This is the second day we’ve been back in the US since our Haiti experience – my first Haiti experience. My heart aches. I don’t know how to put everything I’ve experienced into words or thoughts or even complete sentences.
“How was the trip?!” Well, do you want to know how beautiful the tropical land is? Do you want to know how wonderful the Haiti Outreach Ministries schools are? Do you want to know how mad I am that trash takes over the entire country – covering the roads, grassy areas, and houses? Do you want to know how brave Haitian people are? Do you want to know how infrequent children at the special needs orphanage were changes and how many flies/gnats covered them at all times? Do you want the picture of the mosquito nets that cover the girls’ beds in House of Hope?
I’m feeling too much. I am grumpy towards Americans and their ignorance for the beauty of their clean roads and gas station, for their ignorance to mosquito bites and not being concerned with cholera or typhoid. I am angry at people for making complaints about homework and not sleeping enough and being able to be guaranteed some job after their educations.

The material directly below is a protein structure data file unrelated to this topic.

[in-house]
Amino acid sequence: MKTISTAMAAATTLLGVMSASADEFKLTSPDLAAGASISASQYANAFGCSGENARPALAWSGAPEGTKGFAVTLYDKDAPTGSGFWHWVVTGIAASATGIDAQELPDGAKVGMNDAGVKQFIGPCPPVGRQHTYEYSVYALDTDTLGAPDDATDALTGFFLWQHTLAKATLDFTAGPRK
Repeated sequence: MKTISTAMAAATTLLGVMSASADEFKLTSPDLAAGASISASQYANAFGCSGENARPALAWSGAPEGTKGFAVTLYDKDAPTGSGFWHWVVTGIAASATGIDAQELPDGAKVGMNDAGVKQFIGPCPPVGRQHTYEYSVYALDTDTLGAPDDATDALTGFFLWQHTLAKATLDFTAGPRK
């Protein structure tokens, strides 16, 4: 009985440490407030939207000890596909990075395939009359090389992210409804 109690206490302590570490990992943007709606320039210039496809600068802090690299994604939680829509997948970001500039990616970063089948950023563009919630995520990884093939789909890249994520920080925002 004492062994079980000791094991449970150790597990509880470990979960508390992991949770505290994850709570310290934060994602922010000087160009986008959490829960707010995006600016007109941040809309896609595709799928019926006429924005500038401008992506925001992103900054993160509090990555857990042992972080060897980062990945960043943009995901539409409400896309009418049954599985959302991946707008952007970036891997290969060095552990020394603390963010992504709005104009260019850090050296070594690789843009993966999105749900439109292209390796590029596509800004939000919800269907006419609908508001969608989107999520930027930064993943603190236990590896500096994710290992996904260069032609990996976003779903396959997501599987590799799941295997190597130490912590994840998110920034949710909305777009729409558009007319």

However, the trip did serve as a point of clarification for my call. While I am not called to overseas missions, I am called to forming relationships. I am called to providing community when there is none, to “end up with it anyway” (Jen Hatmaker). I am incredibly passionate about women’s ministry: creating places for women to be themselves. To be in each other’s lives. It’s time that we move from 5-10 minute devotions, doing mission work in our separate lives, and gossiping about others during prayer time.
Instead, it is time to move towards real life, real study of the Bible. Tackling hard questions and subjects. Talking about shame and joy and sadness. It’s time to do mission work together, not just putting filling shoeboxes individually. It’s time to eat dinner together, make new friends, and stop closing circles.
I don’t know how all of this was on my mind in Haiti, but it was. Then, precious Dee confirmed it in our “decompression talk” Tuesday morning after we got back. Women of all ages need their cups filled and refilled to be able to pour it out for others.
After all, “Bondye konn bay, men li pa konn separe.” (God gives but doesn’t share.) It’s each one of our jobs to share in the gifts and messages, life and love, and more that God gives us.